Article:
by Rev. Cindy Senarighi RN


Then he was told, “Go, stand on the mountain at attention before God. God will pass by.” A hurricane wind ripped through the mountains and shattered the rocks before God, but God wasn’t to be found in the wind; after the wind an earthquake, but God wasn’t in the earthquake; and after the earthquake fire, but God wasn’t in the fire; and after the fire a gentle and quiet whisper.

Kings 19:11-12  The Message

Spiritual Focus 

“Let us be silent so we may hear the whispers of God.” Ralph Waldo Emerson


One of the most sought-after experiences for people of faith is hearing the voice of God. Our own distractibility is one obstacle to our ability to detect God attempting to engage us in conversation. We have become adept multi-taskers, but the most difficult barrier for most of us is our inability to turn down or tune out those incessant, yappy little voices inside our head. While this is not easy, it is true that with practice, in prayer and meditation, we can dial down our busy thoughts and access the sacred silence into which God speaks.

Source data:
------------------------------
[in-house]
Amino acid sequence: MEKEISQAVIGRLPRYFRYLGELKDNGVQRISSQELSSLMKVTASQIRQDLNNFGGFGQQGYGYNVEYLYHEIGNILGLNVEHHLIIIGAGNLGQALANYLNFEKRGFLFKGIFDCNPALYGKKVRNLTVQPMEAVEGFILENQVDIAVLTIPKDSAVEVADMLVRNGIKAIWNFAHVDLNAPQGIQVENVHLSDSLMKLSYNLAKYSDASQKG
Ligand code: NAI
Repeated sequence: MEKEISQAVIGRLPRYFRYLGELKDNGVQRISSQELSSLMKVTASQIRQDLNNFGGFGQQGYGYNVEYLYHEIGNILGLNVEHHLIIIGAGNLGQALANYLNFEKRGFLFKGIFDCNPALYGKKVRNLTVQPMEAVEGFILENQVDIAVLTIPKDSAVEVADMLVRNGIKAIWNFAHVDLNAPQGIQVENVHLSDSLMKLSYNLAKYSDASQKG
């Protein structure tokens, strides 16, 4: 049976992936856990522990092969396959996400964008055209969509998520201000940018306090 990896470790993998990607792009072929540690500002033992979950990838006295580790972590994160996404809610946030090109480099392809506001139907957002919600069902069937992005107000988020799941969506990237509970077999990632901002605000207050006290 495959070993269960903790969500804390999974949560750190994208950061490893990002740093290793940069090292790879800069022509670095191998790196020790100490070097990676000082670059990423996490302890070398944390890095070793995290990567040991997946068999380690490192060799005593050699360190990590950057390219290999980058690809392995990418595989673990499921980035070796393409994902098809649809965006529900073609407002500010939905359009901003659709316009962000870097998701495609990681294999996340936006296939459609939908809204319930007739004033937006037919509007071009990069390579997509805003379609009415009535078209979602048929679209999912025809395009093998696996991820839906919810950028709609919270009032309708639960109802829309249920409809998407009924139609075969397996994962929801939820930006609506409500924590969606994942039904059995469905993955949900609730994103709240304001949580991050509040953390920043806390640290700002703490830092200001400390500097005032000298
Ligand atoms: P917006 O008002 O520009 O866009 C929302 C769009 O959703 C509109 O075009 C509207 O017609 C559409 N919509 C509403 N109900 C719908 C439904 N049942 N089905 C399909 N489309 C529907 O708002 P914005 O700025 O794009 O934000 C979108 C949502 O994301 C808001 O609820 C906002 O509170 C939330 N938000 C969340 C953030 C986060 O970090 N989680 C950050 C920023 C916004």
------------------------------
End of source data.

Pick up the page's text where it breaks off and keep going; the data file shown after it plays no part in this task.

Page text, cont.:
This time of year many people form an intention to increase time spent in contemplative practices, such as prayer and meditation. Prayer is commonly understood to mean speaking to God, while meditation can be understood as listening for God’s response. For most people meditation is the more difficult of the two— and the one that requires practice. A favorite yogi once observed that telling people to close down their thoughts is like saying “pink elephant” three times: we become laser-focused on the very thing we want to let go of. When our thoughts spiral, repetition of a sacred word or mantra can help bring us back to the moment. Practiced with breath, a repeated sacred word encourages silence and increases our ability to hear God. As Rumi, the great poet-mystic, reminds us, “There is a voice that doesn’t use words, listen.

Choosing a sacred word may in some sense be considered a work of art. One must “try it on” to see whether it both connects us and opens us to God. There are many possible sacred words from which to choose, but if you don’t have one in mind you might try maranatha. Derived from Aramaic (the language of Jesus), it translates to “Come, Lord.” Maranatha, combined with breath, becomes a sacred invitation to be still and listen for the quiet presence of God—for the God whisper. 

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